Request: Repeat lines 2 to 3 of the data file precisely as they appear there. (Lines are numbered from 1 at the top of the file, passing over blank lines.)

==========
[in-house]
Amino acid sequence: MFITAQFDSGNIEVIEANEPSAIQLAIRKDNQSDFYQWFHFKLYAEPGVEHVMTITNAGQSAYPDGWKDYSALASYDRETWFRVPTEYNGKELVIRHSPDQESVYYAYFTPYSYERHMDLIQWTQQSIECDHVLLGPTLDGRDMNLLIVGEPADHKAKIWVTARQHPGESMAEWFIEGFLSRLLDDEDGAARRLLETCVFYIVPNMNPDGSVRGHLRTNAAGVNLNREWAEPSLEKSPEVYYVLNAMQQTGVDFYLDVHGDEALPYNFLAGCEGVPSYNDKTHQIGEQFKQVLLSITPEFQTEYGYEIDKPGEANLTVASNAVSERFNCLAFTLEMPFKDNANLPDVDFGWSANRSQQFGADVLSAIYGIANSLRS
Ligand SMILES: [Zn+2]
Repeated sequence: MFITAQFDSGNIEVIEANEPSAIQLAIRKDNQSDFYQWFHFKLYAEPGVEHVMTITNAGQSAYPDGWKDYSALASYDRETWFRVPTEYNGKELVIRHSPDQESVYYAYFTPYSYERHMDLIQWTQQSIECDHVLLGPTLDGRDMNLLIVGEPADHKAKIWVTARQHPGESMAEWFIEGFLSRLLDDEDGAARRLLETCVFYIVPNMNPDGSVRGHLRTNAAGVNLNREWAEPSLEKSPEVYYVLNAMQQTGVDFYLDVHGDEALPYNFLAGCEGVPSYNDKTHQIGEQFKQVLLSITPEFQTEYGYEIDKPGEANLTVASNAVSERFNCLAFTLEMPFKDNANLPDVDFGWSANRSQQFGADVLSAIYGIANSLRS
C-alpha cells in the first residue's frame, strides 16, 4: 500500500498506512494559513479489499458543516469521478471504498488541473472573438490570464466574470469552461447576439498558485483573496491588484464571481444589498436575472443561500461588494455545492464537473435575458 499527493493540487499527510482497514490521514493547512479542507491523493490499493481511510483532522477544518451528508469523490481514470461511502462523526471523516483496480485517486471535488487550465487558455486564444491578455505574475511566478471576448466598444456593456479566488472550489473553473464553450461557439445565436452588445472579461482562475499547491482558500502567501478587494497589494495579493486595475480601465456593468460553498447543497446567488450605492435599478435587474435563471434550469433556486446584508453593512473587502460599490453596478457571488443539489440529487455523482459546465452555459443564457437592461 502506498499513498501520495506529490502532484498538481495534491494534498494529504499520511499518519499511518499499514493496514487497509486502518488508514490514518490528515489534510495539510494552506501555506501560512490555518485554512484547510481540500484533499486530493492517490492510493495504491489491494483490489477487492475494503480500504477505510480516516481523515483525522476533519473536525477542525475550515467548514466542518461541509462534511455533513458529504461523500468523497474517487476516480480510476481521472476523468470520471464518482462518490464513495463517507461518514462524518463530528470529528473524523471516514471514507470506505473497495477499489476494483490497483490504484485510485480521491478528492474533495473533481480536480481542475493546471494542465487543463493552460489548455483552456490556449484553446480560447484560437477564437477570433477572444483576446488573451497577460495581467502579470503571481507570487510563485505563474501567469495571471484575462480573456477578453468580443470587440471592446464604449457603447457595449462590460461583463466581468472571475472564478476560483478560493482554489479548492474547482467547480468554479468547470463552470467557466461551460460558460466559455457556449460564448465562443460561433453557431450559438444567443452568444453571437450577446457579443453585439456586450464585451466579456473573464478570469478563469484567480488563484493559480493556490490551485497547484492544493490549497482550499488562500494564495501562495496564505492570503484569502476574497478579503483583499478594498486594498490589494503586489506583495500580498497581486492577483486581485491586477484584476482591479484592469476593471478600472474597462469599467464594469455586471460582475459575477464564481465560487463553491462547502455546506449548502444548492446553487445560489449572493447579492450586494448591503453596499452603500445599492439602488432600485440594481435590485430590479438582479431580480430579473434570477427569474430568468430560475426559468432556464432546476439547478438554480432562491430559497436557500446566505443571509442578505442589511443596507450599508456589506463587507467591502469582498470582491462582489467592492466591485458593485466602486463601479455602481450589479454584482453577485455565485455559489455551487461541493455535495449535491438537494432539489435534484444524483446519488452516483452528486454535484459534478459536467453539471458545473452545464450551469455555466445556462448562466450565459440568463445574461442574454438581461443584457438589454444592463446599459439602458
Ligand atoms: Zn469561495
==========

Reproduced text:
Amino acid sequence: MFITAQFDSGNIEVIEANEPSAIQLAIRKDNQSDFYQWFHFKLYAEPGVEHVMTITNAGQSAYPDGWKDYSALASYDRETWFRVPTEYNGKELVIRHSPDQESVYYAYFTPYSYERHMDLIQWTQQSIECDHVLLGPTLDGRDMNLLIVGEPADHKAKIWVTARQHPGESMAEWFIEGFLSRLLDDEDGAARRLLETCVFYIVPNMNPDGSVRGHLRTNAAGVNLNREWAEPSLEKSPEVYYVLNAMQQTGVDFYLDVHGDEALPYNFLAGCEGVPSYNDKTHQIGEQFKQVLLSITPEFQTEYGYEIDKPGEANLTVASNAVSERFNCLAFTLEMPFKDNANLPDVDFGWSANRSQQFGADVLSAIYGIANSLRS
Ligand SMILES: [Zn+2]